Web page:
“Because of the treatments, I could not attend university, or continue my studies for my future job, or go to a concert. I had to give up everything”, testified one woman who is now in her 20s. “I want to regain my healthy body, but that’s impossible no matter how hard I wish.”

Their stories are compelling, but the four women and two men are having to testify anonymously in the landmark case – in part because many people simply do not believe them. 

Doctors in Fukushima have screened hundreds of thousands of people for thyroid cancer in the years since the disaster

A culture of discrimination and misunderstanding around cancer in Japan that dates back to the Hiroshima and Nagasaki bombings of 1945 has meant they have become the target of insidious online abuse.

Some have suggested they are exaggerating or making their illnesses up. Others have accused them of damaging the reputation of Fukushima, which has tried hard to rehabilitate its image since the disaster. 

One message posted on the site of a local Fukushima website said the plaintiffs’ parents were to blame because they failed to evacuate the children immediately after the disaster.  

Another message said the people “appear to be annoyed that they cannot live perfect lives”.

A third person said the case was being encouraged “by an anti-Japanese, leftist group”. 

The plaintiffs involved hope that this case will finally put all that to bed. 

Their lawyers will argue that screening of 380,000 local children since 2011 has identified around 300 cases of thyroid cancer. That incidence rate of 77 cases per 100,000 people is significantly higher than the typical one or two cases per million and can only be linked to radiation from the accident, they say. A similar pattern was seen among children following the 1986 Chernobyl nuclear disaster in Ukraine.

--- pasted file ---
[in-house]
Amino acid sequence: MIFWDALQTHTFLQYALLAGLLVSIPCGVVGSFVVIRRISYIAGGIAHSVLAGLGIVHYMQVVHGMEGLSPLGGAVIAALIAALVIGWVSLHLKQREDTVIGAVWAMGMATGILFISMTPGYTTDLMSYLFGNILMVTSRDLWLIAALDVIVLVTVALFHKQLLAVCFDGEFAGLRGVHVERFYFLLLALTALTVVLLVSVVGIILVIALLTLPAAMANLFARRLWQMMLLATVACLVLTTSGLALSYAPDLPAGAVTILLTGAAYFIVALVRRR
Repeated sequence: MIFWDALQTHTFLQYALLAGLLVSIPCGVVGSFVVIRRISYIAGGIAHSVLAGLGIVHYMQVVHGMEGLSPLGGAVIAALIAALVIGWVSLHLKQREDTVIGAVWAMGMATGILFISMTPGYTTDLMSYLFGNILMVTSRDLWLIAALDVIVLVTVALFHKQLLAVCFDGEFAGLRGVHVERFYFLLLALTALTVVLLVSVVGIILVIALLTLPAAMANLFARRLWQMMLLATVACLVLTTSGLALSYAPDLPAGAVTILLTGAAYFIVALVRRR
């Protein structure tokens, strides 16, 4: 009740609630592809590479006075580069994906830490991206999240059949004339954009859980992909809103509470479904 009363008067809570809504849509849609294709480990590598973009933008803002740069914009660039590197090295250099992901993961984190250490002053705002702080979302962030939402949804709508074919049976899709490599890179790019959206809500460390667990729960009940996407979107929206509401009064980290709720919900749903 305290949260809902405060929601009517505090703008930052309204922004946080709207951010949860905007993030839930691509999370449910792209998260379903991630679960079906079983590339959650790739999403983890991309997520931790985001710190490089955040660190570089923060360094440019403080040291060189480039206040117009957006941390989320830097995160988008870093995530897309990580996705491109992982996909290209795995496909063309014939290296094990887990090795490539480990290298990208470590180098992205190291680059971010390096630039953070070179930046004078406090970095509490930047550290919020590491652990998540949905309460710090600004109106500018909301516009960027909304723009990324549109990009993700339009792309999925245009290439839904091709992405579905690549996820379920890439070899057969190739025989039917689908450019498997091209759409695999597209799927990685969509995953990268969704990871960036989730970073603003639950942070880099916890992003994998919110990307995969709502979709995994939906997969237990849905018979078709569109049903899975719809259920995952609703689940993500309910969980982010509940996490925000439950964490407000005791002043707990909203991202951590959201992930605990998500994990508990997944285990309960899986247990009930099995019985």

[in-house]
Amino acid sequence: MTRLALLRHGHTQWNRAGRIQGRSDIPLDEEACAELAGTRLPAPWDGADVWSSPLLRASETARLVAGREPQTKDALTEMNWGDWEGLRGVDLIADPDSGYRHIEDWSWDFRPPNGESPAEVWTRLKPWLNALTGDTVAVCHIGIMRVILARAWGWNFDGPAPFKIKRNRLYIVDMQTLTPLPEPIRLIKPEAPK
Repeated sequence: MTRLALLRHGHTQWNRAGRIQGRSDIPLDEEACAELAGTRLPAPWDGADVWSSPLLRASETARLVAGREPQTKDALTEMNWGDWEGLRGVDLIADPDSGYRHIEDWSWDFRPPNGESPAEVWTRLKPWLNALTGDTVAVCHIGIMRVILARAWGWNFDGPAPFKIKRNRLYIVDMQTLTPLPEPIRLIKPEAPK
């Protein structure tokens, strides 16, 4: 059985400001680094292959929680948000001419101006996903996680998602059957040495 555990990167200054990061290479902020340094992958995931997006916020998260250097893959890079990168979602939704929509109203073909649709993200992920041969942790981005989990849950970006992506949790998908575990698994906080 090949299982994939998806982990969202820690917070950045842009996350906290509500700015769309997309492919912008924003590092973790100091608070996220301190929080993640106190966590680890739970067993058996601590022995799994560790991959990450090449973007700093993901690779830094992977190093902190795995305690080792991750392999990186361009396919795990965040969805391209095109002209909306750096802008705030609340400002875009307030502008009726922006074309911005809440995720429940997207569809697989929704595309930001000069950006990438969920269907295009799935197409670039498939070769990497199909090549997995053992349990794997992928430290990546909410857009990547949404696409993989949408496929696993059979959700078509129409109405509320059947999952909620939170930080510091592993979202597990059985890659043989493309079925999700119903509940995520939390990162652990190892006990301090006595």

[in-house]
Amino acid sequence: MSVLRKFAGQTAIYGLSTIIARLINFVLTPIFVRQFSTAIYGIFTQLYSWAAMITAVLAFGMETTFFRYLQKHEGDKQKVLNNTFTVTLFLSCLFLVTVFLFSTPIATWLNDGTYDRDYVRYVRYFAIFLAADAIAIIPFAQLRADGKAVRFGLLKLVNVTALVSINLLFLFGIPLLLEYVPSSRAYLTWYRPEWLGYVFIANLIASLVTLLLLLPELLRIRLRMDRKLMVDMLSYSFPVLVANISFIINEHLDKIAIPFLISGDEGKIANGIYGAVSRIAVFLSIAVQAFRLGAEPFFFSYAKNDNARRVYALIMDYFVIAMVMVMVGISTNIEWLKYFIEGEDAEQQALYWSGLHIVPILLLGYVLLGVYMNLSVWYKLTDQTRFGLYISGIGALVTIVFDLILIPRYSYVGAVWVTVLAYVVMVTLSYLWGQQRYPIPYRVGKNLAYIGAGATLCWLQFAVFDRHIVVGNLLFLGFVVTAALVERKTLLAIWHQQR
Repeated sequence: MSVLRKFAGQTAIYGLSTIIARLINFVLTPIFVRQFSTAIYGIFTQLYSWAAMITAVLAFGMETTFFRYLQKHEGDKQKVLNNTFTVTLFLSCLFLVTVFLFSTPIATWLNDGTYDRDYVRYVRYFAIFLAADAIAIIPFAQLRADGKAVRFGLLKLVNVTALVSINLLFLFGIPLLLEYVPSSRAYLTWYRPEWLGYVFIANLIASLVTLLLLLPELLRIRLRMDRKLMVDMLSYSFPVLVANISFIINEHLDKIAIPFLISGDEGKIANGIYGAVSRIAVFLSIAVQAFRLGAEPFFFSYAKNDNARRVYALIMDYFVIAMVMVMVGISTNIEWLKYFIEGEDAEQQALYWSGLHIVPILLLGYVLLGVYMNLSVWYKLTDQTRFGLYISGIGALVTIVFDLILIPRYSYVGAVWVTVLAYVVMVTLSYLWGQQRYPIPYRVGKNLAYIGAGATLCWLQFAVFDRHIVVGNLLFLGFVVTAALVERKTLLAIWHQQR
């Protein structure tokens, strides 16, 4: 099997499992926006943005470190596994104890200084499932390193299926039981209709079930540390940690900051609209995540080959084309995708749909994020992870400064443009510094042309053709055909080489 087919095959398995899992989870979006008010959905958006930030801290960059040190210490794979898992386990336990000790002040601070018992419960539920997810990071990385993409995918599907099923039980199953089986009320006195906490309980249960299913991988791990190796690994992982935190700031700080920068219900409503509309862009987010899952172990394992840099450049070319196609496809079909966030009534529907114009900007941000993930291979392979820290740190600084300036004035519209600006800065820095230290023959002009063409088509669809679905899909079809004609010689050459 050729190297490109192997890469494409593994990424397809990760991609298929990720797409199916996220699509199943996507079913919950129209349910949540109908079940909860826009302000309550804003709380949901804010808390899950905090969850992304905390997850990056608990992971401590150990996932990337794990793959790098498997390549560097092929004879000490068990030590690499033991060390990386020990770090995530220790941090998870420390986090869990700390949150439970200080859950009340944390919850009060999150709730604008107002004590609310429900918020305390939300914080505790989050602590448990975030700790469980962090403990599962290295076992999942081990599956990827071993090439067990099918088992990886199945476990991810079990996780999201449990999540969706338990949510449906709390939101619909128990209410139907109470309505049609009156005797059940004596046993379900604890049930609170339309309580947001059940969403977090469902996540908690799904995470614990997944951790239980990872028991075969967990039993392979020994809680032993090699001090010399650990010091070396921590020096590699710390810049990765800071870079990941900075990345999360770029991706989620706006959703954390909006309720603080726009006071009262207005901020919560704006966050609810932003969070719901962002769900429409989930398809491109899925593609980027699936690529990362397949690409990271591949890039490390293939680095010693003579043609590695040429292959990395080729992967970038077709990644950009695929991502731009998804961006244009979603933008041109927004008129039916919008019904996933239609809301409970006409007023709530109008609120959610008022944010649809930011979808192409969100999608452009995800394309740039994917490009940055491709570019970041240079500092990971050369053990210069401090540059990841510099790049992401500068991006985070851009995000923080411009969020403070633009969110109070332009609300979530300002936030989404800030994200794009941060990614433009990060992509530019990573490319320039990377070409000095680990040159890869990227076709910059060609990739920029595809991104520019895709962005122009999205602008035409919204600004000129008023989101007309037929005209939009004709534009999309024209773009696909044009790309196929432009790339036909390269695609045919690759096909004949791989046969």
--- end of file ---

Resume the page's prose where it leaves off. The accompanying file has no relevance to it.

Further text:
Japanese police wear suits to protect them from radiation as they search for victims after the disaster

“The doctor told my father that the cancer was highly malignant and had spread widely. He said it appeared to be less than five years old,” one man told local media before the hearing.

TEPCO has always maintained that there is no link between the leak of radiation from the plant and the spike in cancer cases, adding that tests of 1,080 children from three cities around the plant showed no one received more than 50 millisieverts of radiation, the annual limit for nuclear workers.

Their lawyers are set to argue that the high rate of thyroid cancers in Fukushima is the result of overtesting. 

The company’s attempts to discredit them has added fuel to widespread hostility towards the plaintiffs.

“The people of Hiroshima were shunned by the rest of Japan after the atomic bombing of the city in 1945 because they did not understand about radiation and they feared they could catch it as a disease,” Chisato Kitanaka, an associate professor of sociology at Hiroshima University told The Telegraph. 

“We cannot say that people do not lack information on the Fukushima case, but these people are still being singled out. They attack because they prefer to believe TEPCO or because they support the government’s plan to restart the nation’s nuclear reactors.” 

In a separate case, earlier this year Japan’s Supreme Court upheld an order for TEPCO to pay damages of 1.4 billion yen (£9.5 million) to about 3,700 people whose lives were devastated by the Fukushima nuclear disaster, in the first decision of its kind.

June 5, 2022 Posted by | Fuk 2022 | , , | Leave a comment

When removing radioactive substances from contaminated water with the Advanced Liquid Processing System (ALPS)

May 28, 2022

Via Mako Oshidori

When removing radioactive substances from contaminated water with ALPS (Multi-species Removal Device), radioactive substances are accumulated in dry slurries and suction cups. Storing that crappy high-quality contaminated waste is HIC (hic: high performance containers)

No entry for 10 days at seismic intensity 4 or more because of concerns about hydrogen occurrence (which is also a scary story. Because you can’t inspect soon enough)

And there goes a tornado warning.

June 5, 2022 Posted by | Fuk 2022 | , , | Leave a comment